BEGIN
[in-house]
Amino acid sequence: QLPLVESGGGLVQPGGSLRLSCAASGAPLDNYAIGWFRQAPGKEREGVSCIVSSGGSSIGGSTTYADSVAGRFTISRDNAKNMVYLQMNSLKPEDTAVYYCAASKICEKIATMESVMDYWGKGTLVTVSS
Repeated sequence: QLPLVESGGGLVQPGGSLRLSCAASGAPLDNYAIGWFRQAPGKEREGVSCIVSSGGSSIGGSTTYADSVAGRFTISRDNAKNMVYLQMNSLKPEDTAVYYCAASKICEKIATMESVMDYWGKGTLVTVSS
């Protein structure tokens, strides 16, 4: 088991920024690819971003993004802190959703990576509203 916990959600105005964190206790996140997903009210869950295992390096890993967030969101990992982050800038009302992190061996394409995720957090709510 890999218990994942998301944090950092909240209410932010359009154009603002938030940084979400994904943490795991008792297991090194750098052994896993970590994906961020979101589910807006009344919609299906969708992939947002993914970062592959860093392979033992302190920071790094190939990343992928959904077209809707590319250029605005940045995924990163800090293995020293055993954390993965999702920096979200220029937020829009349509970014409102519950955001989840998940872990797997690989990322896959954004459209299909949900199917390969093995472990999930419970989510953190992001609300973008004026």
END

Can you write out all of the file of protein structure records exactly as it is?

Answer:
[in-house]
Amino acid sequence: QLPLVESGGGLVQPGGSLRLSCAASGAPLDNYAIGWFRQAPGKEREGVSCIVSSGGSSIGGSTTYADSVAGRFTISRDNAKNMVYLQMNSLKPEDTAVYYCAASKICEKIATMESVMDYWGKGTLVTVSS
Repeated sequence: QLPLVESGGGLVQPGGSLRLSCAASGAPLDNYAIGWFRQAPGKEREGVSCIVSSGGSSIGGSTTYADSVAGRFTISRDNAKNMVYLQMNSLKPEDTAVYYCAASKICEKIATMESVMDYWGKGTLVTVSS
């Protein structure tokens, strides 16, 4: 088991920024690819971003993004802190959703990576509203 916990959600105005964190206790996140997903009210869950295992390096890993967030969101990992982050800038009302992190061996394409995720957090709510 890999218990994942998301944090950092909240209410932010359009154009603002938030940084979400994904943490795991008792297991090194750098052994896993970590994906961020979101589910807006009344919609299906969708992939947002993914970062592959860093392979033992302190920071790094190939990343992928959904077209809707590319250029605005940045995924990163800090293995020293055993954390993965999702920096979200220029937020829009349509970014409102519950955001989840998940872990797997690989990322896959954004459209299909949900199917390969093995472990999930419970989510953190992001609300973008004026």